Unconventional monetary policies: From quantitative easing to debt monetisation
The first column in this two-part series (Bossone 2013) reviewed the unconventional monetary measures adopted by a number of central banks following the financial crisis of 2007, and the major policy proposals that were submitted as the crisis evolved into a deep economic recession or depression. The policies were: quantitative easing (QE); forward guidance; negative interest rates; overt monetary financing of fiscal deficits, including in extreme neo-chartalist forms; and debt monetisation. Although debt monetisation is primarily intended to avert default by highly indebted countries, once implemented it would increase public and private spending – thus helping to stabilise output and employment.
Table 1 offers a snapshot of what I consider to be the main features of each policy type. In the table, policies are reported from left to right in ascending order of the directness of their impact on spending – from those that rely on changes in prices and expectations to those that affect spending by adding money balances to the economy.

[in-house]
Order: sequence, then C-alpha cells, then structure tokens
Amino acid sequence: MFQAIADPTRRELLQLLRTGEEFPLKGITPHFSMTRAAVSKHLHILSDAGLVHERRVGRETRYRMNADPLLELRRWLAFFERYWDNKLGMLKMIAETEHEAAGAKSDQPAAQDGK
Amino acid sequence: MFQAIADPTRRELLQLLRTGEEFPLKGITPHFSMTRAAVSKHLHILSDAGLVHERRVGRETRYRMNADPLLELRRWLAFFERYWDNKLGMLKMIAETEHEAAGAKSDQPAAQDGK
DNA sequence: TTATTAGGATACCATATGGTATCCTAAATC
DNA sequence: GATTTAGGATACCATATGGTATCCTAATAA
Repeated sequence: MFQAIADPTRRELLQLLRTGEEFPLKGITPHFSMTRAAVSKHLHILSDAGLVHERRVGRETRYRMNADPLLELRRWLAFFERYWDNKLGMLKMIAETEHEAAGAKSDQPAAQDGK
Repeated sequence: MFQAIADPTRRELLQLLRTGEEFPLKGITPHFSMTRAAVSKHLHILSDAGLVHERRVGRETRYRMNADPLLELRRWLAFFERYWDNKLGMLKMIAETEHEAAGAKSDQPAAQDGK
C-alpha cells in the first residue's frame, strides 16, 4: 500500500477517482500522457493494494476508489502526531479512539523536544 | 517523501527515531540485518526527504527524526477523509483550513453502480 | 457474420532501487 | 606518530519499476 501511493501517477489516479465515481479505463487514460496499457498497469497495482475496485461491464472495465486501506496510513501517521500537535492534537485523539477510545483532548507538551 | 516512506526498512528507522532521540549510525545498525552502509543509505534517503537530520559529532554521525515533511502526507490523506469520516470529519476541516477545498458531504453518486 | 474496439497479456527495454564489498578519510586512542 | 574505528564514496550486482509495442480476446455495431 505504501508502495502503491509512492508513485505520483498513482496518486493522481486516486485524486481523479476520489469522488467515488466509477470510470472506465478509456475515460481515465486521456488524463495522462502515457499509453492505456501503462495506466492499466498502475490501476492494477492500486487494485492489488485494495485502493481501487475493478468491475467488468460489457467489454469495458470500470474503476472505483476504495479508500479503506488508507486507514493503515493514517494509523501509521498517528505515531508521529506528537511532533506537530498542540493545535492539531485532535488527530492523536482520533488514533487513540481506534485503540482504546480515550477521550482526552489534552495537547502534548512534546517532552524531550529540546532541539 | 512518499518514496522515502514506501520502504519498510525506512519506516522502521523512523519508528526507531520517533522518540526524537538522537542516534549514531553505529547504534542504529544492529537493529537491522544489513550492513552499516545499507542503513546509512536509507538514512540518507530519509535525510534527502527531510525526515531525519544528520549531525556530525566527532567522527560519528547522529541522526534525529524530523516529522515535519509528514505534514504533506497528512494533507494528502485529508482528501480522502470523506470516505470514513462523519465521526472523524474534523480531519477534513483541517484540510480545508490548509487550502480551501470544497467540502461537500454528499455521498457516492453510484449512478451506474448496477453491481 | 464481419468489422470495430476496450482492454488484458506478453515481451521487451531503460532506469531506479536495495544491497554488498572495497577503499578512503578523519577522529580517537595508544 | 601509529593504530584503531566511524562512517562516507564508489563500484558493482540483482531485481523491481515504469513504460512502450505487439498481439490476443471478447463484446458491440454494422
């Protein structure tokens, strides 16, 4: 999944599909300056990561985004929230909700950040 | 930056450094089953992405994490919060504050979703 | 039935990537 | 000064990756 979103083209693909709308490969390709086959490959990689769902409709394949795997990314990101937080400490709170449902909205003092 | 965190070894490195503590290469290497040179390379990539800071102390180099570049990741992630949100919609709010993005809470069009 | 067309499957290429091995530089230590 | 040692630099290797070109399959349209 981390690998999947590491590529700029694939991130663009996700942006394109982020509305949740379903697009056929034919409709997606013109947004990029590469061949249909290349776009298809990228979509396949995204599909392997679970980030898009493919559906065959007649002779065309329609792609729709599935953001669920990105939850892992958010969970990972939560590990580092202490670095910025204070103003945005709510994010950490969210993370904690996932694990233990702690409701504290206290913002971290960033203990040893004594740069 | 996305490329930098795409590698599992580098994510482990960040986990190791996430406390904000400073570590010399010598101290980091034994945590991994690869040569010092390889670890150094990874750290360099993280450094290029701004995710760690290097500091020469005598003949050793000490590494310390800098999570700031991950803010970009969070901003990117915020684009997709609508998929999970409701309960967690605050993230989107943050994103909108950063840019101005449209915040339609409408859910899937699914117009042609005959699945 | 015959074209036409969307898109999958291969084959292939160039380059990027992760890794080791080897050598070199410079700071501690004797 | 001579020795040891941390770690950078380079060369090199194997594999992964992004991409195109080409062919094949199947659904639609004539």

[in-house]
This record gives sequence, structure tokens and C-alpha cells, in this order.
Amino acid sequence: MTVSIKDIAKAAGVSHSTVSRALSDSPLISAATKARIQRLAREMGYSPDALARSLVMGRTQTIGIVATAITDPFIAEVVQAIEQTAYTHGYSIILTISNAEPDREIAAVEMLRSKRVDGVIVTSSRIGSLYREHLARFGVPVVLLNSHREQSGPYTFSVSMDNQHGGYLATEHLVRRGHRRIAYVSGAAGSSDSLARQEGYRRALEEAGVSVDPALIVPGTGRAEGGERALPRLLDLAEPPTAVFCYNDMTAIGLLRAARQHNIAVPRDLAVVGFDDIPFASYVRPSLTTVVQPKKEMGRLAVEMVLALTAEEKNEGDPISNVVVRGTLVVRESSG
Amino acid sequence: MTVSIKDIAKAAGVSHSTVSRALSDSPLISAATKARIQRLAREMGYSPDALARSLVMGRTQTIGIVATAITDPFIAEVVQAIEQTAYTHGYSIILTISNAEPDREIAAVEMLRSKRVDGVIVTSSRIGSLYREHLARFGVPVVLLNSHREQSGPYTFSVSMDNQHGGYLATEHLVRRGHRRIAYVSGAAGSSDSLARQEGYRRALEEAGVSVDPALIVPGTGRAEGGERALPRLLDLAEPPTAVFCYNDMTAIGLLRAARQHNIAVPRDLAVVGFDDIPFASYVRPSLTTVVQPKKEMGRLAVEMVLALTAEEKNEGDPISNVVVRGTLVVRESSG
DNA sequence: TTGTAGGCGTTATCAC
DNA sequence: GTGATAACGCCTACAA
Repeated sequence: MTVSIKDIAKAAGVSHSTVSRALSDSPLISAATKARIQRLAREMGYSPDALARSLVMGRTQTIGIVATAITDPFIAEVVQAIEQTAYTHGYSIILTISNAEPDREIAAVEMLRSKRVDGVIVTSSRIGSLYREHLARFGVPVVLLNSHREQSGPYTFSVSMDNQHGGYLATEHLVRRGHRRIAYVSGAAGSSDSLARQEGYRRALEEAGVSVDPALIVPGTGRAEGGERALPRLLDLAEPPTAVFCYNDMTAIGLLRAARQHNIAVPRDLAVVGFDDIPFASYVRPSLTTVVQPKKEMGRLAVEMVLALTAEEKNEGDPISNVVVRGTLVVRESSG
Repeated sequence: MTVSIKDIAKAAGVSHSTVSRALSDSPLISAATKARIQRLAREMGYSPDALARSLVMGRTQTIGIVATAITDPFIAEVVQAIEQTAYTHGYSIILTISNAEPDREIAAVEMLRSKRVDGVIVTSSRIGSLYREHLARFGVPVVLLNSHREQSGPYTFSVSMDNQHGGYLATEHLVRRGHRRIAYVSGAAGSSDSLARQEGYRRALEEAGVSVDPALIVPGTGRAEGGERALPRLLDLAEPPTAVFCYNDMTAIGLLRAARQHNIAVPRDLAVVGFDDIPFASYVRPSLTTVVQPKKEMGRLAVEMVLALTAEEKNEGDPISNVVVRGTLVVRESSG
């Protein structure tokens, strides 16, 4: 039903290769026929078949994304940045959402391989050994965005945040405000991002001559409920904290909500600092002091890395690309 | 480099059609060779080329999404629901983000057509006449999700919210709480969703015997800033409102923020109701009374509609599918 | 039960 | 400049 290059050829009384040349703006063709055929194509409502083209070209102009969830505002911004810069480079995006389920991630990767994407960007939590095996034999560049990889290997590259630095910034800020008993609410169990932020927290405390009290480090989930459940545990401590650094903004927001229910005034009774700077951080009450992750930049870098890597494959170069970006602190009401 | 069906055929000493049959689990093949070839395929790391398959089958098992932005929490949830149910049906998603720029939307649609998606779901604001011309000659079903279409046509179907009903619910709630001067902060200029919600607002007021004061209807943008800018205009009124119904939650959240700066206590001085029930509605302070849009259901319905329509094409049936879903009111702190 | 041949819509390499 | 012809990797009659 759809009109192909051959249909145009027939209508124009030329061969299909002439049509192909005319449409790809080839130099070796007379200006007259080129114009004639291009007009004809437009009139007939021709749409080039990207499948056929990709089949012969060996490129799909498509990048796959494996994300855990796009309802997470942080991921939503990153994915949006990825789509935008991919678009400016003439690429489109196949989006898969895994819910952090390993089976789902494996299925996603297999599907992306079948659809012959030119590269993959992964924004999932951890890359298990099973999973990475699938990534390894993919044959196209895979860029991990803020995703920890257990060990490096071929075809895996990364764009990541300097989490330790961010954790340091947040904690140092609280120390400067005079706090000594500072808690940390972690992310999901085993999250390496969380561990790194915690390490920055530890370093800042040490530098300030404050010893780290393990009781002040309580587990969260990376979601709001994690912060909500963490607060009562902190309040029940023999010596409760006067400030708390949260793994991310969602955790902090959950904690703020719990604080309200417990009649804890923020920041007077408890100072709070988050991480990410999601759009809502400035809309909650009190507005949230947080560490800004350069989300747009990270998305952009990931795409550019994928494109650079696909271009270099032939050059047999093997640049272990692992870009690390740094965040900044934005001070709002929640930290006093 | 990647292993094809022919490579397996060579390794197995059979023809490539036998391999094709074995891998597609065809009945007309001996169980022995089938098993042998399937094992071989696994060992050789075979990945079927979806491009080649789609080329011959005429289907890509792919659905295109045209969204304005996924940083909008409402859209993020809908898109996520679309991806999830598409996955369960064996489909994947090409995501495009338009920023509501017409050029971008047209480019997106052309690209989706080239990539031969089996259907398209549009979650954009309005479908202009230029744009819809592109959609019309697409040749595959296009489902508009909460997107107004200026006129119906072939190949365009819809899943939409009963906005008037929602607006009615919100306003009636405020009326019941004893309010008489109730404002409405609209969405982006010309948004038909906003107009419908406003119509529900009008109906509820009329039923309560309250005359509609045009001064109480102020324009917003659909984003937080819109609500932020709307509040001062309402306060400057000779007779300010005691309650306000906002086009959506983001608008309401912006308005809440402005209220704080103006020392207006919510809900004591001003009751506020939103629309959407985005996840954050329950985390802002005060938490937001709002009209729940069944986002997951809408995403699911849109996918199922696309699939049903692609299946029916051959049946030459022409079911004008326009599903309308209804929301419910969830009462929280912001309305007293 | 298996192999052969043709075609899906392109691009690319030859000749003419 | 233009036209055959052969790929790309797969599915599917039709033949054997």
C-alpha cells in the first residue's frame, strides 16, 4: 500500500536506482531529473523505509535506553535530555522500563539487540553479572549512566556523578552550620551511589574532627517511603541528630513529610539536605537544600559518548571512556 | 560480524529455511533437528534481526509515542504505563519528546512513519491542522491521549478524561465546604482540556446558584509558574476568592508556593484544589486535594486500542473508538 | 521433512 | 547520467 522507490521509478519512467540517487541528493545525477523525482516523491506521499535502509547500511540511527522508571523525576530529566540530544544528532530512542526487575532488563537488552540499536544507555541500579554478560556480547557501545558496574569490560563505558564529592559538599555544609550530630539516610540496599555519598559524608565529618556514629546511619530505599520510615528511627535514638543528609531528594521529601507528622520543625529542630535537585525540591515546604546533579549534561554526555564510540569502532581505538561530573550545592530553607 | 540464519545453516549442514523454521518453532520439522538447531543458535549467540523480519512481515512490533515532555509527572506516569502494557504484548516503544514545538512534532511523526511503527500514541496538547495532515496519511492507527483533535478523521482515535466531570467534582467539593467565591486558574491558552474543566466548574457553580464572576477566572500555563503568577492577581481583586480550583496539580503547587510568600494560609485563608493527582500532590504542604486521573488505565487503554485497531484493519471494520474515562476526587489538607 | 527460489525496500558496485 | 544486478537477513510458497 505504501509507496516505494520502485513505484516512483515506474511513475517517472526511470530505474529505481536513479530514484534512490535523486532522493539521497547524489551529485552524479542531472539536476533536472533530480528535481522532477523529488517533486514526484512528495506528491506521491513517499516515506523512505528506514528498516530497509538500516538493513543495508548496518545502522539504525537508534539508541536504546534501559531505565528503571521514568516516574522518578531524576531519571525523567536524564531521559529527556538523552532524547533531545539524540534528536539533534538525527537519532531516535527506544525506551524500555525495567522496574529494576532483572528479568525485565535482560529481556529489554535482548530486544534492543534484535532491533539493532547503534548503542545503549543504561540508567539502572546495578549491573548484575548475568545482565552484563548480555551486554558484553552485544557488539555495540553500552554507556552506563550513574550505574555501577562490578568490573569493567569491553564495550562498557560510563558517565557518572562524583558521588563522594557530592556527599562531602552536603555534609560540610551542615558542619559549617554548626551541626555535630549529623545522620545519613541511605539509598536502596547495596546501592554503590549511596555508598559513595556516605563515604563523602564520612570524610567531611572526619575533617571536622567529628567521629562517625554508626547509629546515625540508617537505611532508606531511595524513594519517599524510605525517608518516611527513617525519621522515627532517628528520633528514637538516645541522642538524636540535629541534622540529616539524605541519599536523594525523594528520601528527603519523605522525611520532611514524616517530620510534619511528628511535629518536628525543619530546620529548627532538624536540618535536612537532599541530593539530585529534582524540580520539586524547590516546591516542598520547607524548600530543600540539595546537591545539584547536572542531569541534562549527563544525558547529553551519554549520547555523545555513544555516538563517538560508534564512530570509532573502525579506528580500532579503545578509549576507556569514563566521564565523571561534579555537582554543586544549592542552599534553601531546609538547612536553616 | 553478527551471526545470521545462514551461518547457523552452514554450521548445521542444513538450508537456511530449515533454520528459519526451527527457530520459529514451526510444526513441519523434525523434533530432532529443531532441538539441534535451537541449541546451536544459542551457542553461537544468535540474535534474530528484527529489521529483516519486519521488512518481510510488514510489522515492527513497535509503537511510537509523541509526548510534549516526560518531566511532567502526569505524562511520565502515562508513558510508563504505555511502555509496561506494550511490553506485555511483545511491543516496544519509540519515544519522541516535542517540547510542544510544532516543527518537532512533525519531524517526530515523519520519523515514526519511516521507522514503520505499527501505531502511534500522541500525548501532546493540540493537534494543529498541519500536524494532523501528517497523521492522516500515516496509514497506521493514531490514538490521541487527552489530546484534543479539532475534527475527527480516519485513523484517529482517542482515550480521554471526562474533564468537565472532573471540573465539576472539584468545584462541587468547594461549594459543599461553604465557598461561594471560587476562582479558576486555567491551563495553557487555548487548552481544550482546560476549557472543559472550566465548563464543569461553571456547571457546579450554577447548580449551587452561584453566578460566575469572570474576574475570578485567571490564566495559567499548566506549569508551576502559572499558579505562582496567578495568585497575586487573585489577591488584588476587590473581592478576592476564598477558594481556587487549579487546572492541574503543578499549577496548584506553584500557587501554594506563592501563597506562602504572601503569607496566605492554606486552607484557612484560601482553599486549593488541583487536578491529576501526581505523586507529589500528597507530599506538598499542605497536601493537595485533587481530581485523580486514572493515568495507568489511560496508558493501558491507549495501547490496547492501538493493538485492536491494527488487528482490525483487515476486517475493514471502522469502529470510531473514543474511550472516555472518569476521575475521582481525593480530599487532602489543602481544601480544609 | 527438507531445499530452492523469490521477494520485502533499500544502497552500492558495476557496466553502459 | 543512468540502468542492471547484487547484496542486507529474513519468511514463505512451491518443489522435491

Table 1. Unconventional monetary policies: A synopsis
The policies that have greater direct impact on spending (overt monetary financing, neo-chartalism) are those that combine expansionary fiscal impulses with permanent monetary financing (‘helicopter money’). This combination requires a degree of cooperation between the government and the central bank, with implications for central-bank independence (see below). Government (and political) involvement, as well as the necessary coordination with the central bank, entail longer policy gestation periods than for policies involving the central bank exclusively (forward guidance, negative interest rates, and QE). On the other hand, the transmission from the fiscal-plus-monetary policy impulse to the spending response – which is inherent in helicopter money options – is more direct, quicker and stronger.